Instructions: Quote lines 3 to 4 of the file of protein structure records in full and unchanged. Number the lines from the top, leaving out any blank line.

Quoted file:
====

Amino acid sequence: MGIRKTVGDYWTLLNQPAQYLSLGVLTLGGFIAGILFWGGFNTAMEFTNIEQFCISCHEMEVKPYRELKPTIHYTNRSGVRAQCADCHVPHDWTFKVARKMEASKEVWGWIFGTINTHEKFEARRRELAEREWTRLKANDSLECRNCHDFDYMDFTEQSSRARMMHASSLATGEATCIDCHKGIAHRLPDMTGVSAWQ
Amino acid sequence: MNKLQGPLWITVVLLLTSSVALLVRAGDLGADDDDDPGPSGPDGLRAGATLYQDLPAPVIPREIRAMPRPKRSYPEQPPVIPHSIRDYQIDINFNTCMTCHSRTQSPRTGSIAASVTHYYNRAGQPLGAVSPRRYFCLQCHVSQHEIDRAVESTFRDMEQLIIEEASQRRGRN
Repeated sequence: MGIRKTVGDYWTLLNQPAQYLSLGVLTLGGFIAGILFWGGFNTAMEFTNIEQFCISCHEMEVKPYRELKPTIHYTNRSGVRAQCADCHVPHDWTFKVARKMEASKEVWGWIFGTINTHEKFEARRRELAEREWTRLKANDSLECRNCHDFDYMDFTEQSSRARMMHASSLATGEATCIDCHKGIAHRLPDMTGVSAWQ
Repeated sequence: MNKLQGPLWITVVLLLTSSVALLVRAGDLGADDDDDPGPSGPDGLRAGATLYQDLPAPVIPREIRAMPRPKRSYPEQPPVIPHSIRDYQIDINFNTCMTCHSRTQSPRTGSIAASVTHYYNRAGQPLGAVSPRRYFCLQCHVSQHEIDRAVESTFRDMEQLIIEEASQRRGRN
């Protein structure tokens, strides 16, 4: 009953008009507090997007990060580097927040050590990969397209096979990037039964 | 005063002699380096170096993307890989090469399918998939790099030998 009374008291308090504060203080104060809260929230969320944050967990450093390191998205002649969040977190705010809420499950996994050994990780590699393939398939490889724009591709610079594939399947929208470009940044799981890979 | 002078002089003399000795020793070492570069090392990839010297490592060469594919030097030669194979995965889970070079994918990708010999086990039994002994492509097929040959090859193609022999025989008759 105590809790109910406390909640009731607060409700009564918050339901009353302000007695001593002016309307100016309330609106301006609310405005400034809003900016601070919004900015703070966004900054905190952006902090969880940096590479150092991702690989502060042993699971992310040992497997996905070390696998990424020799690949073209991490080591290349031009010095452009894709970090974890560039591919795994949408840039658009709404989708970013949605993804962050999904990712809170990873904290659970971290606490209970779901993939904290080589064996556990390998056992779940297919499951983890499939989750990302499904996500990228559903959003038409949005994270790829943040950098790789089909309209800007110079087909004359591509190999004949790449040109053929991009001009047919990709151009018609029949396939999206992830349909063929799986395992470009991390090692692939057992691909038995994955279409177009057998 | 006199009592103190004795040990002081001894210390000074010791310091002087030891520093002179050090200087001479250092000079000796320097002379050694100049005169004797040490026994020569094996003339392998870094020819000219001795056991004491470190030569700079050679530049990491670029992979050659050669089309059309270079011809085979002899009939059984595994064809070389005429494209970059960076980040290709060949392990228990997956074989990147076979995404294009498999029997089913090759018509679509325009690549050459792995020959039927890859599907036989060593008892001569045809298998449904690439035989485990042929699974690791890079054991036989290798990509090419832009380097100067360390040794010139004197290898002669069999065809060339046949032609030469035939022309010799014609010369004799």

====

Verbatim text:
Repeated sequence: MGIRKTVGDYWTLLNQPAQYLSLGVLTLGGFIAGILFWGGFNTAMEFTNIEQFCISCHEMEVKPYRELKPTIHYTNRSGVRAQCADCHVPHDWTFKVARKMEASKEVWGWIFGTINTHEKFEARRRELAEREWTRLKANDSLECRNCHDFDYMDFTEQSSRARMMHASSLATGEATCIDCHKGIAHRLPDMTGVSAWQ
Repeated sequence: MNKLQGPLWITVVLLLTSSVALLVRAGDLGADDDDDPGPSGPDGLRAGATLYQDLPAPVIPREIRAMPRPKRSYPEQPPVIPHSIRDYQIDINFNTCMTCHSRTQSPRTGSIAASVTHYYNRAGQPLGAVSPRRYFCLQCHVSQHEIDRAVESTFRDMEQLIIEEASQRRGRN